Composer is not a package manager. Yes, it deals with “packages” or libraries, but it manages them on a per-project basis, installing them in a directory (e.g. vendor) inside your project. By default it will never install anything globally. Thus, it is a dependency manager.

  • You have a project that depends on a number of libraries.
  • Some of those libraries depend on other libraries.
  • You declare the things you depend on.
  • Composer finds out which versions of which packages need to be installed, and installs them (meaning it downloads them into your project).

An example of composer.json is quite like package.json:

{
    "require": {
        "vendor/package": "1.3.2",
        "vendor/package2": "1.*",
        "vendor/package3": ">=2.0.3"
    }
}
//and to install dependencies(composer.json):
$ php composer.phar install

A good resource: PHP: The Right Way is an easy-to-read, quick reference for PHP popular coding standards, links to authoritative tutorials around the Web and what the contributors consider to be best practices at the present time.

php PEAR and Composer

php PEAR and Composer

Currently there are two major package management systems for PHP – Composer and PEAR. Which one is right for you? The answer is both.

  • Use Composer when managing dependencies for a single project.
  • Use PEAR when managing dependencies for PHP as a whole on your system.

Some Agile Development framework, like Symfony2, laravel use Composer, while pear is used for general purpose.

1. PEAR

pear (http://pear2.php.net/) is a framework and distribution system for reusable PHP components. pear is short for “PHP Extension and Application Repository” and is pronounced just like the fruit. The purpose of PEAR is to provide:

  • A structured library of open-sourced code for PHP users
  • A system for code distribution and package maintenance
  • A standard style for code written in PHP
  • The PHP Foundation Classes (PFC)
  • The PHP Extension Community Library (PECL)
  • A web site, mailing lists and download mirrors to support the PHP/PEAR community

Pear installs packages globally, which means after installing them once they are available to all projects on that server. This can be good if many projects rely on the same package with the same version but might lead to problems if version conflicts between two projects arise.

$ pear list
Installed packages, channel pear.php.net:
=========================================
Package            Version State
Archive_Tar        1.3.7   stable
Console_Getopt     1.2.3   stable
MDB2               2.4.1   stable
MDB2_Driver_mysql  1.4.1   stable
MDB2_Driver_mysqli 1.4.1   stable
PEAR               1.9.4   stable
Structures_Graph   1.0.4   stable
XML_RPC            1.5.4   stable
XML_Util           1.2.1   stable

2. Composer

Composer (https://getcomposer.org/) is a tool for dependency management in PHP. It allows you to declare the dependent libraries your project needs and it will install them in your project for you.
Composer maybe borrowed from Node’s npm or Rails’ gem (RubyGems).

Composer is not a package manager. Yes, it deals with “packages” or libraries, but it manages them on a per-project basis, installing them in a directory (e.g. vendor) inside your project. By default it will never install anything globally. Thus, it is a dependency manager.

  • You have a project that depends on a number of libraries.
  • Some of those libraries depend on other libraries.
  • You declare the things you depend on.
  • Composer finds out which versions of which packages need to be installed, and installs them (meaning it downloads them into your project).

An example of composer.json is quite like package.json:

{
    "require": {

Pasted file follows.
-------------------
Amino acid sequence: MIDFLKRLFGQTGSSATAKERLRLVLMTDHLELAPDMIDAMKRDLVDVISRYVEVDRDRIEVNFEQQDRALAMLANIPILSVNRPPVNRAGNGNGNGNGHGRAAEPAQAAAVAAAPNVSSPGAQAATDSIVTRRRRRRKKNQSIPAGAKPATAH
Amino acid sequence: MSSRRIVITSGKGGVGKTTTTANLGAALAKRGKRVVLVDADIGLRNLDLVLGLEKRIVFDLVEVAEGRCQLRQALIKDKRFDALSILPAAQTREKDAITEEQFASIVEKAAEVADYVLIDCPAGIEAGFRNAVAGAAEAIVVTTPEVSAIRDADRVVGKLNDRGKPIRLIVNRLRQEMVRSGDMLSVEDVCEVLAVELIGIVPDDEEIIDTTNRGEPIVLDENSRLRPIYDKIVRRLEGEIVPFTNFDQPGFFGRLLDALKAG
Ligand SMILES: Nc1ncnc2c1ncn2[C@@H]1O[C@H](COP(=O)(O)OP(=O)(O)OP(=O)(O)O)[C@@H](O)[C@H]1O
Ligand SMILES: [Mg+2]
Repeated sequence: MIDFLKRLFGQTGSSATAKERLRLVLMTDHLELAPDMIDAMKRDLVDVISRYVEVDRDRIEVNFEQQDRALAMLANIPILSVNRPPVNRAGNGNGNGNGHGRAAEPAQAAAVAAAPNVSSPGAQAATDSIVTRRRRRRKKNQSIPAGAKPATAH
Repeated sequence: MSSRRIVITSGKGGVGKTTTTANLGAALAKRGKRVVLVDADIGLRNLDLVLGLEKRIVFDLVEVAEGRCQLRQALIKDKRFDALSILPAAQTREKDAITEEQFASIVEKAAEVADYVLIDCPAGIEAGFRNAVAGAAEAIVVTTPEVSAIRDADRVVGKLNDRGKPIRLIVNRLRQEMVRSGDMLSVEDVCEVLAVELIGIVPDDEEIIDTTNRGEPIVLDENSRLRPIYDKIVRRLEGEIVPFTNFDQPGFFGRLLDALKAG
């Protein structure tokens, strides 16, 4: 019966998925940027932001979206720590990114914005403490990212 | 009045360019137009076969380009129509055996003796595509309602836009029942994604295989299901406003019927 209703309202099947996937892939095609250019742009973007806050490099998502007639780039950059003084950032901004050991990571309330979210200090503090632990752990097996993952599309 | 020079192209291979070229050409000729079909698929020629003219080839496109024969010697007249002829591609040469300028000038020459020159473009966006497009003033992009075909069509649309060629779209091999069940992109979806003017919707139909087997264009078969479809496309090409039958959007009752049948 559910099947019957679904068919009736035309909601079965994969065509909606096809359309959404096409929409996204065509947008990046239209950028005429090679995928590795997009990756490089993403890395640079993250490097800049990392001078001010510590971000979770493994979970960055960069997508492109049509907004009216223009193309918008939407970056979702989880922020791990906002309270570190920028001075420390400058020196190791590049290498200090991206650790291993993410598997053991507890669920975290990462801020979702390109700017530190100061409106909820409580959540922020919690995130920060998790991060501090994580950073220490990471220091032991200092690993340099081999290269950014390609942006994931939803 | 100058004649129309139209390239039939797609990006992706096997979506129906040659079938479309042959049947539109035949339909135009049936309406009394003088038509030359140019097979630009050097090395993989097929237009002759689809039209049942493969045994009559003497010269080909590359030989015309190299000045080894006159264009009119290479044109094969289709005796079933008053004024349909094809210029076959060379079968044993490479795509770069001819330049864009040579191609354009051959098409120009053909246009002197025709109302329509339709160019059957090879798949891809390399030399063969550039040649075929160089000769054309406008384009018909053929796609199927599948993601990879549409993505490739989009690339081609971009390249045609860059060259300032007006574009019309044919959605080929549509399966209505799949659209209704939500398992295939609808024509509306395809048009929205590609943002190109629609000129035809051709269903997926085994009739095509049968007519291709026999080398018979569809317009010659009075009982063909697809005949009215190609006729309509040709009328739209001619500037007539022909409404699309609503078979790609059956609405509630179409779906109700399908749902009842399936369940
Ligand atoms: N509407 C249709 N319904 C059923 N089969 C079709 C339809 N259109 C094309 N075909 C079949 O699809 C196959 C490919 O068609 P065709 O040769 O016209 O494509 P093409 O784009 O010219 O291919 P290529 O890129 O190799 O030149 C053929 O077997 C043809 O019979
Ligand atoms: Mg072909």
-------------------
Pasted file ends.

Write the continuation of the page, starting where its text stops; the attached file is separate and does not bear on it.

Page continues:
"vendor/package": "1.3.2",
        "vendor/package2": "1.*",
        "vendor/package3": ">=2.0.3"
    }
}
//and to install dependencies(composer.json):
$ php composer.phar install

A good resource: PHP: The Right Way is an easy-to-read, quick reference for PHP popular coding standards, links to authoritative tutorials around the Web and what the contributors consider to be best practices at the present time.

PDO, PDO-MySQL

I used PDO for somewhere, right now extract its document for a short summary:

1. What is PDO?

PHP Data Objects, or PDO, is a database abstraction layer specifically for PHP applications. PDO provides a consistent API for your PHP application regardless of the type of database server your application will connect to. In theory, if you are using the PDO API, you could switch the database server you used, from say Firebird to MySQL, and only need to make minor changes to your PHP code.

Other examples of database abstraction layers include JDBC for Java applications and DBI for Perl.

While PDO has its advantages, such as a clean, simple, portable API, its main disadvantage is that it doesn’t allow you to use all of the advanced features that are available in the latest versions of MySQL server. For example, PDO does not allow you to use MySQL’s support for Multiple Statements. PDO is implemented using the PHP extension framework, its source code is located in the directory ext/pdo.

2. What is the PDO MYSQL driver?

The PDO MYSQL driver is not an API as such, at least from the PHP programmer’s perspective. In fact the PDO MYSQL driver sits in the layer below PDO itself and provides MySQL-specific functionality. The programmer still calls the PDO API, but PDO uses the PDO MYSQL driver to carry out communication with the MySQL server.

The PDO MYSQL driver is one of several available PDO drivers. Other PDO drivers available include those for the Firebird and PostgreSQL database servers.

The PDO MYSQL driver is implemented using the PHP extension framework. Its source code is located in the directory ext/pdo_mysql. The following is an example of prepared statements.

<?php
$stmt = $dbh->prepare("INSERT INTO REGISTRY (name, value) VALUES (:name, :value)");
$stmt->bindParam(':name', $name);
$stmt->bindParam(':value', $value);

// insert one row
$name = 'one';
$value = 1;
$stmt->execute();

// insert another row with different values
$name = 'two';
$value = 2;
$stmt->execute();
?>

tips of using Jetbrains, xdebug and vim

The following are some summary using PhpStorm and vi.

1.vi: jump position

The following includes some strange symbols for vim, however useful:

Ctrl + o takes to previous location.
`. take you to the last change you made.
CTRL-O and CTRL-I seem to take you back and forth (Ctrl-o, Ctrl-i)